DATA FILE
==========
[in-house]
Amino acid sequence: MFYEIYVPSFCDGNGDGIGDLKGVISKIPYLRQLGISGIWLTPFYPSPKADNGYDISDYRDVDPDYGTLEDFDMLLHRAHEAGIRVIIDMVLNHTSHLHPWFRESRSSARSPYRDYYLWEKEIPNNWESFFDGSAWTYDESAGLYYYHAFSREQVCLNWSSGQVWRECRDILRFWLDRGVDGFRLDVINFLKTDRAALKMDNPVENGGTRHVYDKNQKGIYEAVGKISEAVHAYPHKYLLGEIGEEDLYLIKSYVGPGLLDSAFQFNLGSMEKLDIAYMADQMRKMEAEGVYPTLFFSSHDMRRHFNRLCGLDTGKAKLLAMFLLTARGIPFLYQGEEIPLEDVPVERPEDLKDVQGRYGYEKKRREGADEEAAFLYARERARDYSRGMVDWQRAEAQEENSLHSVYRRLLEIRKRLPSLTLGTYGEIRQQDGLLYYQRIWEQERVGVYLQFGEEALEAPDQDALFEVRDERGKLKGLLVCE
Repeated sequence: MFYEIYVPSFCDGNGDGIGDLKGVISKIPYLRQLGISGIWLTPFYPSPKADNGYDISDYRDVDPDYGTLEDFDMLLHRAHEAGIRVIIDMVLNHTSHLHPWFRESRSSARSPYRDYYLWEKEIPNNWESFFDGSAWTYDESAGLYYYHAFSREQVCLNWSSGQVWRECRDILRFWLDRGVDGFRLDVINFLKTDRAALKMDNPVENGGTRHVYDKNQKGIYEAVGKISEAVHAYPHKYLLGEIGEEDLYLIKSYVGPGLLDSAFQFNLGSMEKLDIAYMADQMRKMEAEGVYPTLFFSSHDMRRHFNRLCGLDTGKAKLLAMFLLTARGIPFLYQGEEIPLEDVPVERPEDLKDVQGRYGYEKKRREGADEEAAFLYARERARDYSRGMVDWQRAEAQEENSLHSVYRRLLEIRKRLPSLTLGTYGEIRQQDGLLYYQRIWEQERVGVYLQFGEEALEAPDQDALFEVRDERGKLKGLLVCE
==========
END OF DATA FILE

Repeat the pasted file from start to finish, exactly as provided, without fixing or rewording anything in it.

[in-house]
Amino acid sequence: MFYEIYVPSFCDGNGDGIGDLKGVISKIPYLRQLGISGIWLTPFYPSPKADNGYDISDYRDVDPDYGTLEDFDMLLHRAHEAGIRVIIDMVLNHTSHLHPWFRESRSSARSPYRDYYLWEKEIPNNWESFFDGSAWTYDESAGLYYYHAFSREQVCLNWSSGQVWRECRDILRFWLDRGVDGFRLDVINFLKTDRAALKMDNPVENGGTRHVYDKNQKGIYEAVGKISEAVHAYPHKYLLGEIGEEDLYLIKSYVGPGLLDSAFQFNLGSMEKLDIAYMADQMRKMEAEGVYPTLFFSSHDMRRHFNRLCGLDTGKAKLLAMFLLTARGIPFLYQGEEIPLEDVPVERPEDLKDVQGRYGYEKKRREGADEEAAFLYARERARDYSRGMVDWQRAEAQEENSLHSVYRRLLEIRKRLPSLTLGTYGEIRQQDGLLYYQRIWEQERVGVYLQFGEEALEAPDQDALFEVRDERGKLKGLLVCE
Repeated sequence: MFYEIYVPSFCDGNGDGIGDLKGVISKIPYLRQLGISGIWLTPFYPSPKADNGYDISDYRDVDPDYGTLEDFDMLLHRAHEAGIRVIIDMVLNHTSHLHPWFRESRSSARSPYRDYYLWEKEIPNNWESFFDGSAWTYDESAGLYYYHAFSREQVCLNWSSGQVWRECRDILRFWLDRGVDGFRLDVINFLKTDRAALKMDNPVENGGTRHVYDKNQKGIYEAVGKISEAVHAYPHKYLLGEIGEEDLYLIKSYVGPGLLDSAFQFNLGSMEKLDIAYMADQMRKMEAEGVYPTLFFSSHDMRRHFNRLCGLDTGKAKLLAMFLLTARGIPFLYQGEEIPLEDVPVERPEDLKDVQGRYGYEKKRREGADEEAAFLYARERARDYSRGMVDWQRAEAQEENSLHSVYRRLLEIRKRLPSLTLGTYGEIRQQDGLLYYQRIWEQERVGVYLQFGEEALEAPDQDALFEVRDERGKLKGLLVCE